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Back to Section One | Back to Arts & Entertainment
posted Friday, January 27, 2012 - Volume 40 Issue 04
Olari Elts inspires Seattle Symphony
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Olari Elts inspires Seattle Symphony

by Rod Parke - SGN A&E Writer

Maria Larionoff with the Seattle Symphony
January 21
Benaroya Hall


When many members of the Seattle Symphony are absent while performing at Seattle Opera, the programs at Benaroya are planned for works that use smaller ensembles, most often consisting of the players not at the Opera. In the past, we tended to get baroque-through-Haydn and Mozart works. Last week's concerts changed all that with an evening whose highlight was a work less than 15 years old.

The program did indeed start with Haydn, but this was no ordinary Haydn. Olari Elts, the 41-year-old Estonian conductor, uncovered a Haydn that I have never heard before, even though 'Symphony No. 86' is one of my favorites, whose familiar themes have at times been 'earworms' which entertain (and finally annoy) my poor brain. Looking like a nerdish high school boy, his manner was all business. But flowing from this super-serious demeanor came a musicality and warmth that filled the Haydn with constant surprises. These were not self-indulgent ideas, superimposed on the unsuspecting composer; instead they were brilliant insights that opened up musical sentences I never knew were there.

Most amazing was the response Elts got from the players. Even though rehearsals were cut short or lost because of the winter storms, I have never heard more detailed playing from the SSO. Varied dynamics, exquisite phrasing, and flexible tempi all seemed utterly natural but entirely new. Tension suddenly gave way to lovely repose. Ensemble was perfection despite the many changes in tempo, and balances were eloquent, revealing instruments with a clarity that delighted my ears. Elts' gestures couldn't have been clearer. He didn't always beat time, yet his beat was sharp, and his cues were clearly given. No movement seemed wasted or unanswered by the players. This Estonian is clearly a master of extraordinary gifts. His Haydn alone was more than worth the price of admission.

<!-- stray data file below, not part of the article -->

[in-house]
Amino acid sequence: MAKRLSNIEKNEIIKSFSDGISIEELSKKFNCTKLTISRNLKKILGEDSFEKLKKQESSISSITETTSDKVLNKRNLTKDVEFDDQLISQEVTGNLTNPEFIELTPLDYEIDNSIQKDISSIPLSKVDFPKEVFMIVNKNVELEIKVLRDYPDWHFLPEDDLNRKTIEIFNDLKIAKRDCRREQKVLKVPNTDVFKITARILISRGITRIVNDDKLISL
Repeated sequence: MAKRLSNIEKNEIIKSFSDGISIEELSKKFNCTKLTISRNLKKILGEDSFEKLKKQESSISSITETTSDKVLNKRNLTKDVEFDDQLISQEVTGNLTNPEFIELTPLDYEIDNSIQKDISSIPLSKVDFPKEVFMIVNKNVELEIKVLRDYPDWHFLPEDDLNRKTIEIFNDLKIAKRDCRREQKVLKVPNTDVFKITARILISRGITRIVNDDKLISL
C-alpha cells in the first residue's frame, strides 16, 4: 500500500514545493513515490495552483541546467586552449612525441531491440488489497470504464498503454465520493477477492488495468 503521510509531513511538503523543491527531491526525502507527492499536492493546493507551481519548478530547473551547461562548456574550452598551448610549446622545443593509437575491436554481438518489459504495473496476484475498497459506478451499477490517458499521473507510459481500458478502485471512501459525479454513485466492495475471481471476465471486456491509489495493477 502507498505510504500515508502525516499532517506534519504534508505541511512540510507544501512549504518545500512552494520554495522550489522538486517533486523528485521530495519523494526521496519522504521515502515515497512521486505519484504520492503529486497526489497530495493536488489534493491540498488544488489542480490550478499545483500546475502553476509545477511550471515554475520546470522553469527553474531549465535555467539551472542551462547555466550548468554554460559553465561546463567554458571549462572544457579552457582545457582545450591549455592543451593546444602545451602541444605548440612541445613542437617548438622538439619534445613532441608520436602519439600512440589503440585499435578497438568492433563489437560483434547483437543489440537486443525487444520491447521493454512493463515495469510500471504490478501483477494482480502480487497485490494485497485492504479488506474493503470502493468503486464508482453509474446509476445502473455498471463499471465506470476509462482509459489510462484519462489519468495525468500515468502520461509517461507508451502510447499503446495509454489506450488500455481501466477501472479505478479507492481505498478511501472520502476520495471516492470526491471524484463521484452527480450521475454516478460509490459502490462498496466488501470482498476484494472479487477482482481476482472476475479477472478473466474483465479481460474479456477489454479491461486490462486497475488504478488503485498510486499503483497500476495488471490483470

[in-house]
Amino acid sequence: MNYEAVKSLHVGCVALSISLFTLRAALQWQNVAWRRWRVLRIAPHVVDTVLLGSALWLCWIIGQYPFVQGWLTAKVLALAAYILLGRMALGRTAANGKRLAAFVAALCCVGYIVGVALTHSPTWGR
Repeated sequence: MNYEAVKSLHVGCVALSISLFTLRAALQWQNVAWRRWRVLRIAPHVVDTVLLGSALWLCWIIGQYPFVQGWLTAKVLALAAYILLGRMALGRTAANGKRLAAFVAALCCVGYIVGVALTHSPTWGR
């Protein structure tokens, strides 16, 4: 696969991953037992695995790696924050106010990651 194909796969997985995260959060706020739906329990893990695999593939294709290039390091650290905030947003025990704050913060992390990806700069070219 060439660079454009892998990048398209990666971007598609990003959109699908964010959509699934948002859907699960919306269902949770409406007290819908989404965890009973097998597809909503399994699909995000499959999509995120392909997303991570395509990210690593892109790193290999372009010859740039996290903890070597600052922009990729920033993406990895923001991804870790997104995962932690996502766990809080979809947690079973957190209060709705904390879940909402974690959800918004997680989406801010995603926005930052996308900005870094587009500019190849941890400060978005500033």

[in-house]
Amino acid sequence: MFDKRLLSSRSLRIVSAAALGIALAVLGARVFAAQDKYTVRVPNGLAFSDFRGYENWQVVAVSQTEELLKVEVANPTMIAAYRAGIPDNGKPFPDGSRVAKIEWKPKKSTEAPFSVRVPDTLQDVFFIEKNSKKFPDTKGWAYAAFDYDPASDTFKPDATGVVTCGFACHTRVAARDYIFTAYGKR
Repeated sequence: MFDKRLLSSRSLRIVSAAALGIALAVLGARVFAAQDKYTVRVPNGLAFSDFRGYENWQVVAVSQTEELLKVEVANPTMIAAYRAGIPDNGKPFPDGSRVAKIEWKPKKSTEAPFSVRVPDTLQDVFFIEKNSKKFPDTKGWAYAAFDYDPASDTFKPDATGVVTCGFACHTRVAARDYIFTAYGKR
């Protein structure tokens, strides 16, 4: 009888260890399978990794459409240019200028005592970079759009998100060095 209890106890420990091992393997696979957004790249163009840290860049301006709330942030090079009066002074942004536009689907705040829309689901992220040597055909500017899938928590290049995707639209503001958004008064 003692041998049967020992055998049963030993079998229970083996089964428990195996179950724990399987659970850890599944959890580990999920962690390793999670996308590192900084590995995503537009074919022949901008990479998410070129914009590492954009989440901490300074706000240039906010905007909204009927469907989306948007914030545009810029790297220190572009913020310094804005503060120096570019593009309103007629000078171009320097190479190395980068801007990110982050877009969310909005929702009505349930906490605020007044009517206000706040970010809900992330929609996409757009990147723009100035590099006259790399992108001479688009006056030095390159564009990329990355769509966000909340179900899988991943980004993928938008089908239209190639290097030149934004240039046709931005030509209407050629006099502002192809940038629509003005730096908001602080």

It will be easier to understand the sublime beauty of the work that followed if you know the musical language of Arvo Pärt. Highly tonal yet utterly modern, this almost minimalist style has an emotional, perhaps spiritual quality. The 'Concerto for Violin and String Orchestra, 'Distant Light' by Latvian composer Peteris Vasks certainly reflects such a musical world. To Pärt's palette Vasks adds considerably more variety and more rhythmic thrust. Though there were periods of extreme repose, with almost no discernable rhythm, he nonetheless included a peasant dance, a short waltz, and other lively sections. There was, in fact, not a dull moment. And the quiet, sometimes hymn-like passages had an ecstatic beauty that might evoke tears.

There are already three commercial recordings of this work, and it's easy to see why. For one thing, it offers the soloists no fewer than three long cadenzas in which to show nearly every skill. Maria Larionoff, the former concertmaster of the SSO, was more than an able proponent of Vasks' 'Concerto.' The considerable virtuosic demands were well under her control, and her tone was rich and beautiful. Elts and Larionoff worked together effortlessly. And there were certainly no signs of the shortened rehearsal periods in the way the orchestra accompanied the soloist. This was a gripping and gorgeous performance.

The single work after intermission was Mendelssohn's lovely 'Symphony No. 4, 'Italian.' Perhaps here was where the shortened rehearsal period showed, or perhaps it was just that Mendelssohn was not as great a composer as Haydn. At any rate, the performance was just fine but lacked the great attention to detail that we heard in the Haydn. Tempi were well chosen, and the work moved along with pleasing vitality and grace. But I heard nothing new or particularly interesting. A little disappointing after such delights in the first half. Nonetheless, I would jump at the chance to hear this conductor again.

Reviewer Rod Parke can be reached at rmp62@columbia.edu.

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